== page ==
Pentagon Watchdog Reacts To Potentially Illegal Decision By Feds

( The inspector general at the Department of Defense has sent an alert over to the secretary of defense that the DOD has been engaging in what are known as blanket denials of religious accommodation requests, or RARs, for members of the military who were seeking an exemption to the COVID-19 vaccine mandate.

If this were found to be true, it would be in violation of federal law.

In the memo sent to the secretary of defense, the acting inspector general said there were “potential noncompliance with standards for reviewing and documenting the denial of religious accommodation requests of Service Members.”

Sean O’Donnell, the inspector general, further wrote that there were “dozens of complaints” he received regarding these denied RARs. As he wrote:

“We have found a trend of generalized assessments rather than the individual assessment that is required by Federal law and DoD and Military Service policies.”

This memo was originally sent to the secretary of defense back in June. However, it wasn’t forward onto the secretaries of each of the military services as well as the general counsel for the DoD until September 2 — almost three months later.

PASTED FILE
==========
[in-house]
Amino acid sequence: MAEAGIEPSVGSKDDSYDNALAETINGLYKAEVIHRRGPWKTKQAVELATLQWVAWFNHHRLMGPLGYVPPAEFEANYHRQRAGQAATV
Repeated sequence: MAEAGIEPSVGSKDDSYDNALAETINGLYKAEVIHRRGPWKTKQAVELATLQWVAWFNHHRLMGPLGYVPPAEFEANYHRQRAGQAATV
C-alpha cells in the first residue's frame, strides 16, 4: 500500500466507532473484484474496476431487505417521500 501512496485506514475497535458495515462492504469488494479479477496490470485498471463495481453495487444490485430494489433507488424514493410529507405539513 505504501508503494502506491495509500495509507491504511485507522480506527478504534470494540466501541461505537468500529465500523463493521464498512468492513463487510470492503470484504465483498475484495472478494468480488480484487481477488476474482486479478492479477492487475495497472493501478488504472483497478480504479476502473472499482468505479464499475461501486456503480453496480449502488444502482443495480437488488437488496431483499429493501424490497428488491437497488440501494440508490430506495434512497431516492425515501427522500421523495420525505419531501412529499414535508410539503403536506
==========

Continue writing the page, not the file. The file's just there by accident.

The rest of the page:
As the inspector general’s office further stated:

“Additionally, the volume and rate at which decisions were made to deny requests is concerning. The appeal authorities of the Services we reviewed indicated that an average of 50 denials per day were processed over a 90-day period.

“Assuming a 10-hour work day with no breaks or attention to other matters, the average review period was about 12 minutes for each package. Such a review period seems insufficient to process each request in an individualized manner and still perform the duties required of their position.”

Many service members have filed lawsuits against the DoD over their denied RARs in the past. One of the main arguments that their lawyers have used is that these denials were predetermined and identical in almost every case — and that is contrary to the assessment they’re supposed to get on an individual basis.

  1. Davis Younts, an attorney who’s representing multiple military members who received these denials, responded:

“The Inspector General is now confirming what my clients and I have known for months. The DoD has been issuing blanket denials of religious accommodation requests from the beginning as part of a process designed to result in denials. It is our hope that the Department of Defense will take this finding, change course and begin to respect the religious and constitutional rights of service members.”

Younts was given a copy of the memo in question from the inspector general on Tuesday — through a whistleblower.

He then commented that:

“[It is] deeply troubling that the Secretary of Defense did not act on this information until September 2 of 2022. In the intervening months, hundreds of military members who submitted religious accommodation requests were wrongfully discharged.

“This document is further evidence that the military has and continues to discriminate against my clients because of their faith.”